Bristol-Myers Squibb Co (NYSE:BMY) has reached an agreement to acquire drug maker MyoKardia Inc. (NASDAQ:MYOK) for $13.1 billion. With the acquisition, the drug giant is poised to expand its pipeline of drugs offerings into heart therapies, including lead product Mavacamten for treating obstructive hypertrophic cardiomyopathy.
Bristol Myers Acquisition
Bristol Myers also intends to use MyoKardia’s Mavacamten in clinical trials as a potential treatment for hypertrophic cardiomyopathy. The chronic condition affects the heart, resulting in wall thickening, which makes it hard for the organ to pump blood. The condition affects close to one in every 500 people. An application for regulatory approval of Mavacamten is scheduled for the first quarter of next year.
Under the terms of the deal, Bristol Myers is to pay $225 a share for MyoKardia, representing a 61% premium to Friday’s closing price. Bristol Myers is to finance the deal with a combination of cash and debt. Despite the soaring debt levels, the company insists it will continue to pursue deals large and small in a bid to strengthen its drug pipeline and competitive edge.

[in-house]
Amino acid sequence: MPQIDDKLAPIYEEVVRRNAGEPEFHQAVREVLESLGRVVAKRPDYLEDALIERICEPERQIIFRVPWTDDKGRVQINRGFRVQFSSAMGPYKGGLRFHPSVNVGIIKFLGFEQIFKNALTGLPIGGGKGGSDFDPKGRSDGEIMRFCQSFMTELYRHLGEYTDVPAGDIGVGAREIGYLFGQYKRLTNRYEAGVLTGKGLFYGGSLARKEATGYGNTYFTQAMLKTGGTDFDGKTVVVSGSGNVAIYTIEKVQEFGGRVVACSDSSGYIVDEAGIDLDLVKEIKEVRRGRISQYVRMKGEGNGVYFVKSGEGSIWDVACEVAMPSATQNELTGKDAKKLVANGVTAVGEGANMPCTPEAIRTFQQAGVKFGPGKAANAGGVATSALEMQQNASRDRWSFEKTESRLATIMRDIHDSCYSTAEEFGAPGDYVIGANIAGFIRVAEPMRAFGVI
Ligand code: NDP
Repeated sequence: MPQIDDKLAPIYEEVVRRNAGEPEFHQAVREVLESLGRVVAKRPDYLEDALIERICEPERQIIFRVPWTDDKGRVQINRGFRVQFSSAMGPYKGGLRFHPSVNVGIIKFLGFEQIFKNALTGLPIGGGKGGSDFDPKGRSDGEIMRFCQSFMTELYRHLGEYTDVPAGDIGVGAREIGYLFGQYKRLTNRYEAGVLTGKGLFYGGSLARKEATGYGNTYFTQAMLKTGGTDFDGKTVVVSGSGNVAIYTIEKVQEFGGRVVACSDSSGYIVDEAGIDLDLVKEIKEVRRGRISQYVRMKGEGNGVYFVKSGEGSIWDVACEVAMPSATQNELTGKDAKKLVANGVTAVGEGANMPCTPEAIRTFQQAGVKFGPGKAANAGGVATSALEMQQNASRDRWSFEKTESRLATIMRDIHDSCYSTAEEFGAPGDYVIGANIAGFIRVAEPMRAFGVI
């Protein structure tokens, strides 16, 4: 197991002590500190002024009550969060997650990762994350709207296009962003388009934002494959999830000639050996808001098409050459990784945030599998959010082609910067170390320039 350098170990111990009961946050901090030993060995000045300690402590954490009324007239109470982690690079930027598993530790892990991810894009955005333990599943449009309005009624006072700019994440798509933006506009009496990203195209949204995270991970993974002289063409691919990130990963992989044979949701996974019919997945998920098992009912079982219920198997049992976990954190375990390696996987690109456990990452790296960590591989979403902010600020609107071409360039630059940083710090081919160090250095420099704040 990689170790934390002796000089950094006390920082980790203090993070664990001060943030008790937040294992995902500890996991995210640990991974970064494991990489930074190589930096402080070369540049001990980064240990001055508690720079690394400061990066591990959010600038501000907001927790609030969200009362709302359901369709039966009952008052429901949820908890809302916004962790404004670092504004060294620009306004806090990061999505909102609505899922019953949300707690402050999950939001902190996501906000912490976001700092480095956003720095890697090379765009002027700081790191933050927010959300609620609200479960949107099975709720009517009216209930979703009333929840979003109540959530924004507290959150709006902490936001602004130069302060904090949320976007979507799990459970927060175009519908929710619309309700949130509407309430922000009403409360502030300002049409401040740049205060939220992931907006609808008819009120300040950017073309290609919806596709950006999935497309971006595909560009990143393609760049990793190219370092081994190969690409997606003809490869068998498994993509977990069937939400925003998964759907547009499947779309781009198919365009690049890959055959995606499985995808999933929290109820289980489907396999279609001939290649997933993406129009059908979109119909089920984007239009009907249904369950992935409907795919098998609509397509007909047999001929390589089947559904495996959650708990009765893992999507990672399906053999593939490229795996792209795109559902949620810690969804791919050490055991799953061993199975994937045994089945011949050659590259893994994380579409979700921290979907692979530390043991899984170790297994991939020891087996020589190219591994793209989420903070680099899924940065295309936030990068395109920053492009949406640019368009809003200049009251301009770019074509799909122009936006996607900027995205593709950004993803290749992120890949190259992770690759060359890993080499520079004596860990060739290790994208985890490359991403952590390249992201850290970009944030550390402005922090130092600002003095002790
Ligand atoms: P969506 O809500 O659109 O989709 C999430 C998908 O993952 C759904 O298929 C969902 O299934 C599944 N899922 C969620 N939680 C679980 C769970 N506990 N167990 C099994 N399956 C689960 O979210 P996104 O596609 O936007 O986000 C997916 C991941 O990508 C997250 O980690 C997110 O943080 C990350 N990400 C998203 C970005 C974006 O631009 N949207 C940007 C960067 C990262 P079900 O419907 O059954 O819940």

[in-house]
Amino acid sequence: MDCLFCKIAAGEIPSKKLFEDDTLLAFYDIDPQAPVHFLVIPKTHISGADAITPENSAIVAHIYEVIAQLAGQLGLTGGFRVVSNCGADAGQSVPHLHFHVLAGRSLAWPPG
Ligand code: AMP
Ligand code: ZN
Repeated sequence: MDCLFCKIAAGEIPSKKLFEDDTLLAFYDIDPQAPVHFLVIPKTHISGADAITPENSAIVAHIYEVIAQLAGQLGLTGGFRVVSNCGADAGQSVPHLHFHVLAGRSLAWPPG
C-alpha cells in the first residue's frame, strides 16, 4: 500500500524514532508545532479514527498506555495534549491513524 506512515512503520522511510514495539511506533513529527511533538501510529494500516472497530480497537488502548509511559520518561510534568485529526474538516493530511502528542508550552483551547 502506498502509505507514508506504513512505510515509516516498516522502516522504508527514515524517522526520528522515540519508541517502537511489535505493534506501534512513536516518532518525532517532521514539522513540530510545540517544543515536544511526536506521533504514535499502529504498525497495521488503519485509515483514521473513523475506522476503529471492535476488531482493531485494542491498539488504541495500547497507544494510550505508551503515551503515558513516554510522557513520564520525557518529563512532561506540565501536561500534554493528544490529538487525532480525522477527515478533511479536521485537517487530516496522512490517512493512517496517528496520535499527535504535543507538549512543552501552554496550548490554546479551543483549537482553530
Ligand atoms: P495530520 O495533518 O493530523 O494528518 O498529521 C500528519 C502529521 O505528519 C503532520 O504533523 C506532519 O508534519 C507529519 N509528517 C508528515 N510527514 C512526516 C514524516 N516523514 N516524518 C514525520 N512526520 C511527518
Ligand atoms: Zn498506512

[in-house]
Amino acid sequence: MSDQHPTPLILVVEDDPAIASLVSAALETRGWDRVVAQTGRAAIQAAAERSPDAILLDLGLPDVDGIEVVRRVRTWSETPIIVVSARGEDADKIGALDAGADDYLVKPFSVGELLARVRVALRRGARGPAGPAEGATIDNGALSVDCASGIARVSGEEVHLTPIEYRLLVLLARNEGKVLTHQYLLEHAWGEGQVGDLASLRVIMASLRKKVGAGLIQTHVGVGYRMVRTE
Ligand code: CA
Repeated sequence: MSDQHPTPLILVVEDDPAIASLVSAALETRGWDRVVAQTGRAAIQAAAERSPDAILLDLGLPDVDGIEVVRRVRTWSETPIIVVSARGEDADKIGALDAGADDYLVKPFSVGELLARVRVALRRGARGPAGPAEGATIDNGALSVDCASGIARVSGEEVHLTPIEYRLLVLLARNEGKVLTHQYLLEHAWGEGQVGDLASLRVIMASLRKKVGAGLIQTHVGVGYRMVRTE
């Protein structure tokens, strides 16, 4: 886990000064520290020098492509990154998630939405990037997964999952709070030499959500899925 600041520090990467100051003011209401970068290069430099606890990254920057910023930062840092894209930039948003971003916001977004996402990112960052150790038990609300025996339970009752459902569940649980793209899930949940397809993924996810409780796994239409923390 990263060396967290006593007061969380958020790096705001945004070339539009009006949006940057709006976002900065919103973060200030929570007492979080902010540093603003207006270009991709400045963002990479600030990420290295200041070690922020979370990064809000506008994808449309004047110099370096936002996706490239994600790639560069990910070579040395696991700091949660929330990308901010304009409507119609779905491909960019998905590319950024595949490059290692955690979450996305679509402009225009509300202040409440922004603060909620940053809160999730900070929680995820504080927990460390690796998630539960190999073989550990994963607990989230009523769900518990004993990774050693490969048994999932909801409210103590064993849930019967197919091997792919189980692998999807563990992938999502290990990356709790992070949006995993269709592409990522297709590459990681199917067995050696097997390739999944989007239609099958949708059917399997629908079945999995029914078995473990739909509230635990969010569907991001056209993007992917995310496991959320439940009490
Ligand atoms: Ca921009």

The acquisition comes barely a year after the company closed a $74 billion takeover of Celgene Corp. The company is also yet to complete paying down the debt it took to acquire Celgene. Its debt currently stands at more than $47 billion.
Expanding Drug Pipeline
The acquisition of MyoKardia will help Bristol Myers expand its lineup of heart drugs. The deal will also help the company maintain a more diversified lineup of therapies after affirming plans to focus on the oncology business. The acquisition could not have come at a better time as the company is staring patent expiration of crucial drugs.
Amid the acquisition spree, investors remain wary of the combined company’s long term growth prospects. There are concerns that the combined company will only have few growth prospects in the latter stages of the decade. For instance, the company’s main drug Revlimid is poised to lose patent protection in 2027. Eliquis, another drug, is posed to lose exclusivity in 2026.